Some people just do not like boats. If that is your wife, you will have a tough time changing her mind. Just so that you know, Kris would never have bought into it if she had not seen me so passionate about it. Now she loves it too. It takes time and development. I still think taking some mom and dad only nights out on a small sailboat is the trick. You can build up from there. If you plan to just jump into it then you and she both may be in for a shick.

But again, I am giving you a lot of negatives. There are also a lot of positives. I cannot imagine anything matching living aboard a boat. It certainly is not a cheap way of life, but it is a rewarding one. Go show your wife the all the pics of sunsets (follow the link in my signature). That will be her backyard, every day. THere is no house that can equal it.

Regarding boat type/size, I think you may in fact be looking at a 40 foot boat. I would try and find one with three cabins and the kids will have to bunk up together. That really is not a problem for the kids. Mine do it just fine. But every kid (in my opinion) needs their own little personal space.



It does not take a lot of space, but simply a place that is all their own that no other brother/sister can get to (those are our rules). We also have a little "treasure chest" that they can put whatever they want in there (well, within reason) and the other sibling cannot touch.

I think a multihull would be great, but they are expensive and finding slippage is a chore. You may also have an issue with overloading the multihull that monohullers do not have so much of. I would not rule out the multihull, but I would certainly be checking out where I was going to slip her first as the cost of a marina/slip could be cost prohibitive. It was for us. There are several multihullers on this forum (with SD and I2F being the key ones) to discuss the merits of those boats - but make sure you also know the negatives as there are many. Everything has a tradeoff.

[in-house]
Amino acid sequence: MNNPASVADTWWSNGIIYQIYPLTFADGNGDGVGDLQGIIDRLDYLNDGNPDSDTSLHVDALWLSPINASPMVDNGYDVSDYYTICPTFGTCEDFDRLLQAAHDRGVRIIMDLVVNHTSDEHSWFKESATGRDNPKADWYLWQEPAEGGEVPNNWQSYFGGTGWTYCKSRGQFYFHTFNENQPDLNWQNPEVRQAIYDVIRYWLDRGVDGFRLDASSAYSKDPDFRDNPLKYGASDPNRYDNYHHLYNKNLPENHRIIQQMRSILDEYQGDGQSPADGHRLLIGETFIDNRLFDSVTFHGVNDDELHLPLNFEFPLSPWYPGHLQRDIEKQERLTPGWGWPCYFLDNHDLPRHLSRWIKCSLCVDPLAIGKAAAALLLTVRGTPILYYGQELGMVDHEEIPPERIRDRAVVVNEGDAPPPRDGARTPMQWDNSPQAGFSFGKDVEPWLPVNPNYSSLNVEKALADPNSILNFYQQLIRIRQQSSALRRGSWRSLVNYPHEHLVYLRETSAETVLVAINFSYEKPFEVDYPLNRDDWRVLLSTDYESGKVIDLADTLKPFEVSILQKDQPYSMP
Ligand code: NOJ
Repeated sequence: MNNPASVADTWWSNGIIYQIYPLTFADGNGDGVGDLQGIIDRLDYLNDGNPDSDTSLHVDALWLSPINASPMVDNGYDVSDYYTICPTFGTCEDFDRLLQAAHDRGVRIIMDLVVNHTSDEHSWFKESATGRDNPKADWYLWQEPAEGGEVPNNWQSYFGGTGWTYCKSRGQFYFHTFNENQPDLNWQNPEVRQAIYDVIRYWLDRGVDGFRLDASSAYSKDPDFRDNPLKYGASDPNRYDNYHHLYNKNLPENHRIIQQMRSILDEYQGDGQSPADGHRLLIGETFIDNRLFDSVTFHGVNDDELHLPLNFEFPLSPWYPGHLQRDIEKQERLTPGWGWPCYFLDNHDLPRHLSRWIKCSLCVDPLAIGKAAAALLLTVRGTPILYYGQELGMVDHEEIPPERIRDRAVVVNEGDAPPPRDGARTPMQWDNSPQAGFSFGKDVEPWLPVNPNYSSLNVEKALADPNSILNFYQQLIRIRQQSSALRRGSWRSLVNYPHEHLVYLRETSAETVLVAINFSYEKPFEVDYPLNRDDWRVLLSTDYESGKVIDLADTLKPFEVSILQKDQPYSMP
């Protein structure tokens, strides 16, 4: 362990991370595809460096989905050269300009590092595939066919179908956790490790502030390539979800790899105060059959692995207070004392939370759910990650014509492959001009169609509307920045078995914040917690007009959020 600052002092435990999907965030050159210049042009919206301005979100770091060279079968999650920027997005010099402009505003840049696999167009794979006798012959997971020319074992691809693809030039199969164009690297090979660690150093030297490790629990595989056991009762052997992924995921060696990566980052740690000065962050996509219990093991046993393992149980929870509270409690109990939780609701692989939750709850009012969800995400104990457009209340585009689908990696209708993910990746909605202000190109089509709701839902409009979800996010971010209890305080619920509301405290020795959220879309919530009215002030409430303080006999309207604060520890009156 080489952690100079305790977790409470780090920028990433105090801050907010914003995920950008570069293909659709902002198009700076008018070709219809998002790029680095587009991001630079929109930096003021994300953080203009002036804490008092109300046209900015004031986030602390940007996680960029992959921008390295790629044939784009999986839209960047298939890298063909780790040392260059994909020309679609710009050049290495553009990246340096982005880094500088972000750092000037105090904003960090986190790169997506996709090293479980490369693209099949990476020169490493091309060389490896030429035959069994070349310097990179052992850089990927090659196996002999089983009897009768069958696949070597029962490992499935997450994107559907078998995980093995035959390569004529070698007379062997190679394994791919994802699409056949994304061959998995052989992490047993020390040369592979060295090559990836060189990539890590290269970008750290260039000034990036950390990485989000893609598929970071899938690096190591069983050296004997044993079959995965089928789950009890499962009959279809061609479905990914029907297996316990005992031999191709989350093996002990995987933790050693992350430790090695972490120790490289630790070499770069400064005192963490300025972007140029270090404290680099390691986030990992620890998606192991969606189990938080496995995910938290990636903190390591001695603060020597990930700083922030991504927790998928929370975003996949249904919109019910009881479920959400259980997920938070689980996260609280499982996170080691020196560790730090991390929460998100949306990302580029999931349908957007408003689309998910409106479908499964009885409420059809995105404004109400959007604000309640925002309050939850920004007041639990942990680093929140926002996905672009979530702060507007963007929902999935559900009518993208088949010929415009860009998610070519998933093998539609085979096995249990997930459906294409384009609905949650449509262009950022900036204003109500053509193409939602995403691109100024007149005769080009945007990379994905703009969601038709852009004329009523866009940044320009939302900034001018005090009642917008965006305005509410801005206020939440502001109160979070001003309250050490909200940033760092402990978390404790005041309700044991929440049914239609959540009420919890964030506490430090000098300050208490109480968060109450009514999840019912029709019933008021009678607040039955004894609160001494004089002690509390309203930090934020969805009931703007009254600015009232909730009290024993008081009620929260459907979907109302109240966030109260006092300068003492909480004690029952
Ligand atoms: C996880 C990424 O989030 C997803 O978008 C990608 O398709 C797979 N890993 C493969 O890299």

Stick around and enjoy the site. Sailortjk gave some good thoughts here too: you will get advice here that will be positive and negative. There are no hidden agendas so take all of it appropriately. Lot sof knowledge on this forum that can give you a pretty good taste of what to expect. But in the end, all advice is from a single person's point of view and should be taken as such. Your views may differ and you may be able to make things work that others wouldn't dream of trying. We did.

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post #30 of 60 Old 05-08-2009
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All kidding aside, moving four small children, a reluctant wife and yourself aboard a "cheap" 40-footer sounds like a recipe for familial disaster, IMHO. Seriously, consider the realities of that kind of living situation long and hard before committing to it.